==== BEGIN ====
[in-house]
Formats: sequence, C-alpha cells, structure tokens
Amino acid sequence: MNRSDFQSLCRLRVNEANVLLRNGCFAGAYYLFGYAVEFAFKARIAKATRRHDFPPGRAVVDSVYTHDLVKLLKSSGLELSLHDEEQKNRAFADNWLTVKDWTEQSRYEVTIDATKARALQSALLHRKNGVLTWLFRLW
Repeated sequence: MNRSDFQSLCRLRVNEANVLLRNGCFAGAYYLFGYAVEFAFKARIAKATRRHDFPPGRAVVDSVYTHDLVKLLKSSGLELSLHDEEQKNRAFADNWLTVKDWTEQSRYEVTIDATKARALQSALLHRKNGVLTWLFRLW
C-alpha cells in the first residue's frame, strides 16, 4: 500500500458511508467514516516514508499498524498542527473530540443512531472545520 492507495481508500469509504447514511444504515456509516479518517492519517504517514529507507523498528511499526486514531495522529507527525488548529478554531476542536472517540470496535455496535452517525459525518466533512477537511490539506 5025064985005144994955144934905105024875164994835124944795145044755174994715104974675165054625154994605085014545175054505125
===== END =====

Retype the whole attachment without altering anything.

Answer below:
[in-house]
Formats: sequence, C-alpha cells, structure tokens
Amino acid sequence: MNRSDFQSLCRLRVNEANVLLRNGCFAGAYYLFGYAVEFAFKARIAKATRRHDFPPGRAVVDSVYTHDLVKLLKSSGLELSLHDEEQKNRAFADNWLTVKDWTEQSRYEVTIDATKARALQSALLHRKNGVLTWLFRLW
Repeated sequence: MNRSDFQSLCRLRVNEANVLLRNGCFAGAYYLFGYAVEFAFKARIAKATRRHDFPPGRAVVDSVYTHDLVKLLKSSGLELSLHDEEQKNRAFADNWLTVKDWTEQSRYEVTIDATKARALQSALLHRKNGVLTWLFRLW
C-alpha cells in the first residue's frame, strides 16, 4: 500500500458511508467514516516514508499498524498542527473530540443512531472545520 492507495481508500469509504447514511444504515456509516479518517492519517504517514529507507523498528511499526486514531495522529507527525488548529478554531476542536472517540470496535455496535452517525459525518466533512477537511490539506 5025064985005144994955144934905105024875164994835124944795145044755174994715104974675165054625154994605085014545175054505125